When I was a kid, growing up around Boston, this is what the police looked like. There were lots of protests going on against Viet Nam. I skipped school one day in high school and went with some friends to sit in at the JFK center in Boston. I watched the police release german Shepard police dogs on protesters as hundreds of us locked arms seated “indian style” on the concrete. People trying to go to work dressed in suits and dresses stepped over us to get in their offices. It was scary…terrifying at times…but even being a witness to that, I still had a respect for the police. I said to myself, “They were just doing their job.” Maybe things got out of hand a bit but we were taking a chance of being arrested and we knew it. The thing was I didn’t feel like I was the ENEMY. It was very conflicting times and I felt like my generation was as odds with “the establishment,” including my own Dad and I, but we weren’t at war with each other. “We,” America,was at war…though undeclared…and I wanted it to stop. So did all of my friends. I still felt in my day to day life, if I ever got into trouble, I could do what my parents had always said. “Go find a police officer…someone in uniform…they will help you.”
In my 20′s I was out of work and I saw an ad for a job a police officer. I didn’t hate them…actually I thought they looked pretty snappy in their uniform and some of them even rode horses. I could see myself doing that. And back then it was one of the few jobs where a woman could wear pants instead of a skirt. Being a baby lesbian at the time, I took things like this into consideration. The “cool” factor was important. Anyway, I applied for the job and went through the background check, the physical testing, mental evaluation and interview process. I passed all of it. Found out I could bench press almost 300lbs with my legs. Of course, I never told them I was gay. I was told there would be an opening at the police academy soon. As I waited, still unemployed and needing a job, I met my future bosses. They were not cops…they owned Treasure Coast TV. Before I was called back to begin my police training I was offered a job an “account executive” selling ads for a brand new 24 hour news channel called CNN. There was a huge poster on the wall in their office of Ted Turner, dressed in cowboy boots. It said, “I was cable when cable wasn’t cool.” The money was very good compared to a police salary although most of it was in commissions so I knew I’d have to bust my butt to pay my bills. I took it. I’ll never know if I would have made a good cop but I believe if I had become one and I saw the job change into what it is today, I would have left the profession.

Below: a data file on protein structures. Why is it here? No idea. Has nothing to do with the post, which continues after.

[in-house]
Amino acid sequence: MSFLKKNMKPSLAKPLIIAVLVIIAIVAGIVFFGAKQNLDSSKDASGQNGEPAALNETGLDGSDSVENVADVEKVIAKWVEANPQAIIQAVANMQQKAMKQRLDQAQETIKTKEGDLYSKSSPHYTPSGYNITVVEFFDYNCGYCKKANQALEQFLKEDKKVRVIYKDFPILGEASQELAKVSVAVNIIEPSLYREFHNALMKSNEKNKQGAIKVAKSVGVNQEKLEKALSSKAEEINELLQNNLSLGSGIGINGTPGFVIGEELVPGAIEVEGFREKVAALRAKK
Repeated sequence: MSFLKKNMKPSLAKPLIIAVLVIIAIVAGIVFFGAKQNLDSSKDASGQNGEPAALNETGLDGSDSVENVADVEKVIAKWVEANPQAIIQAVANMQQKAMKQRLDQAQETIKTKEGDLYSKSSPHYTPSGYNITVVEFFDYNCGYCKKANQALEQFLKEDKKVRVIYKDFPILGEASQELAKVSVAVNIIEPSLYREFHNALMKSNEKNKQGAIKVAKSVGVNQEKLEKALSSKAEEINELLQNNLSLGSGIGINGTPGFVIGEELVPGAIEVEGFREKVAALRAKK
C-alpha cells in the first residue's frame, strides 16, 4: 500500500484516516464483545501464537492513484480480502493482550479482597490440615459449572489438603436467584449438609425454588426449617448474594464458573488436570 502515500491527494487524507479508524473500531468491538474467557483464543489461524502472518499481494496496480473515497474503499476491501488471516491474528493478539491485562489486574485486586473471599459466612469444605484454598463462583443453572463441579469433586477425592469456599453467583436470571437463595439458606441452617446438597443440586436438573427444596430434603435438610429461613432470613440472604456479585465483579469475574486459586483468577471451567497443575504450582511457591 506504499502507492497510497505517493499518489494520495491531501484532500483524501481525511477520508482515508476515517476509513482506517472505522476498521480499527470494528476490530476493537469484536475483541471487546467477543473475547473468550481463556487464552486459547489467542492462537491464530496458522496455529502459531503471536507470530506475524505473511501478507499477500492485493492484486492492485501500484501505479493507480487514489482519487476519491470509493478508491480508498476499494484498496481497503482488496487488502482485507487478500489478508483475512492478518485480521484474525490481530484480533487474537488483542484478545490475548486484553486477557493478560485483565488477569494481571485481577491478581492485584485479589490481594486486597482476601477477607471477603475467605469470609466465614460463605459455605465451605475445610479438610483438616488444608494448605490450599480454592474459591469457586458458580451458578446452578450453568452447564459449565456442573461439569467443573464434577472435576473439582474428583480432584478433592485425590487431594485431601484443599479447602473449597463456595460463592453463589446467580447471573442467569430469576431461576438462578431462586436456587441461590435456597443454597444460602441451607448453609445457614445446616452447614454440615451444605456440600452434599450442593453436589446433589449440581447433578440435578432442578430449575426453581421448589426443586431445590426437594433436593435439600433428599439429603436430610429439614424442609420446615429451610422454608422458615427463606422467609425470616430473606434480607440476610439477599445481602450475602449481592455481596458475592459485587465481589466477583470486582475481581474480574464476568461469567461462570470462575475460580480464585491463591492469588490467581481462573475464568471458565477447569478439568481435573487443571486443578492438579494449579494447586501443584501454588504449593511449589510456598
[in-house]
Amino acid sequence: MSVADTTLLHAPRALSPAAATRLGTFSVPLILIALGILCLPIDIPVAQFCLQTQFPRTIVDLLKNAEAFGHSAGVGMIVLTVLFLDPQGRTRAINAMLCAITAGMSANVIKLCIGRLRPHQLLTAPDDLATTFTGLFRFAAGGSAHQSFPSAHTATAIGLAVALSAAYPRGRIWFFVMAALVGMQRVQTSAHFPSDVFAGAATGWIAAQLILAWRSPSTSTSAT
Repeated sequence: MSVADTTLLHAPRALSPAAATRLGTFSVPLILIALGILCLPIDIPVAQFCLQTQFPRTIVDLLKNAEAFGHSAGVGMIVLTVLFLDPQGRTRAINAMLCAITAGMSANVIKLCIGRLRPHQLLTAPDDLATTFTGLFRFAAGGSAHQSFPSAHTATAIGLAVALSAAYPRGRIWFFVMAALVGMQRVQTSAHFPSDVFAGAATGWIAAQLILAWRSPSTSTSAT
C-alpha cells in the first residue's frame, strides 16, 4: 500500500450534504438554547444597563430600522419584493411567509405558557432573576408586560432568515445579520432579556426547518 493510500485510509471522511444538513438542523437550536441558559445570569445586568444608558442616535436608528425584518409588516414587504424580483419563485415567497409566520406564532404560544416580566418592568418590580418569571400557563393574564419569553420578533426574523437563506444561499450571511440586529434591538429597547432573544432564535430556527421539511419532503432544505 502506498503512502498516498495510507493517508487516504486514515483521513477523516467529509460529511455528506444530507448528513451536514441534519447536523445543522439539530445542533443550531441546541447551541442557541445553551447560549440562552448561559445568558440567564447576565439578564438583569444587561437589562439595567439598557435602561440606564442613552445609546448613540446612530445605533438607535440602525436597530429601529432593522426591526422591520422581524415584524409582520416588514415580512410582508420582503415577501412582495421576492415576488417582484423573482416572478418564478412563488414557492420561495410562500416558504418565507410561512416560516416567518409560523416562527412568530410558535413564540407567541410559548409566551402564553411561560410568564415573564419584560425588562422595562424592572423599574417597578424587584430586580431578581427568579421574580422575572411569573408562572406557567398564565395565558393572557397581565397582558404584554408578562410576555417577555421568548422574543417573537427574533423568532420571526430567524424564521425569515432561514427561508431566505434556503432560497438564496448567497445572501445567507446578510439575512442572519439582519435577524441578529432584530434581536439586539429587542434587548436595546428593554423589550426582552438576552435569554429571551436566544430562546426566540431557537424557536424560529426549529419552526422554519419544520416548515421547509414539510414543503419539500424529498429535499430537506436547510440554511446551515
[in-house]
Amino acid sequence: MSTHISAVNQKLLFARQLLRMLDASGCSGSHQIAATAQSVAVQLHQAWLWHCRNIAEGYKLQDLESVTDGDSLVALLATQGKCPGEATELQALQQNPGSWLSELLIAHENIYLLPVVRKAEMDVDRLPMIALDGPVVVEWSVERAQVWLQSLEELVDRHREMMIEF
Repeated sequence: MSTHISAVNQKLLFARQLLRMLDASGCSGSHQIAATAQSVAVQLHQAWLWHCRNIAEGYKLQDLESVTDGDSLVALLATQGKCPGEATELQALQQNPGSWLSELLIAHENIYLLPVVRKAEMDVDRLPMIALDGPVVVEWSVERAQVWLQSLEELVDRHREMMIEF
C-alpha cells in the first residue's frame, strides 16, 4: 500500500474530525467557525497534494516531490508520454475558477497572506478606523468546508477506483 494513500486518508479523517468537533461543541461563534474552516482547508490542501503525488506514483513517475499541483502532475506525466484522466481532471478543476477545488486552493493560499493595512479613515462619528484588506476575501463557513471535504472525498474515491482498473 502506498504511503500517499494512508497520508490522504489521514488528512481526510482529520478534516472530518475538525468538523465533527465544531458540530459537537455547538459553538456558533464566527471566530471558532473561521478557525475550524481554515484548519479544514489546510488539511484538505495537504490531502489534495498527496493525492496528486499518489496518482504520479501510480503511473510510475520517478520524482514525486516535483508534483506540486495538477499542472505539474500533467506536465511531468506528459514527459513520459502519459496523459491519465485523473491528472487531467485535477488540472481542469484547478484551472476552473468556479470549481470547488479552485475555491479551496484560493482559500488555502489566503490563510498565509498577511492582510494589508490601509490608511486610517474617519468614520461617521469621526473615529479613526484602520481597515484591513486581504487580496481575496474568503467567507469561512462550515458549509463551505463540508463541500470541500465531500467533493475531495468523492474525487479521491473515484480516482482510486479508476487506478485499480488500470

I don’t know what changed police work. I think the so called “war on drugs” started it. I think the “war on terror” completed the process. Look at these 2 photos and tell me things haven’t changed.
There’s an excellent piece on Randi Rhodes site and alternet about the militarization of our police. I urge you to read it. This isn’t a right vs left issue. We all are paying for this. When I walk into an airport and see cops with M16′s (or whatever it is they use nowadays) I feel sad because it doesn’t feel like my country any more. We never had that here in the US before 9/11. When I went to Denver to cover the Democratic convention on my blog and I saw a black armored vehicle going down the street with a dozen police dressed in riot gear it felt like I was somewhere in a war zone.
Soldiers and police men and women are 2 different things. One is trained to hunt and kill. The other is trained (or was) to serve and protect. I don’t think police need military grade equipment and weaponry to do their job. I don’t think they should be using homeland security grants to pay for it. I don’t think you can hand all this to somebody not expect them to turn into a “soldier.”
I still will walk up to any mounted police officer I see on the street and ask if it’s ok for me to pet their horse. I will admire their fine saddlery and riding boots. I still respect that they put their lives on the line for us every day. However, we still have the Posse Comitatus Act. If the military can’t be the local police but they hand the local police everything they have at their disposal than what’s the difference? I wonder if in my lifetime I’ll ever see a “neighborhood policeman again.” You know who I mean…the guy walking the beat, carrying his stick and his hand gun…keeping the peace. On TV we called him “Andy” but around Boston he was always some Irish guy with a big smile.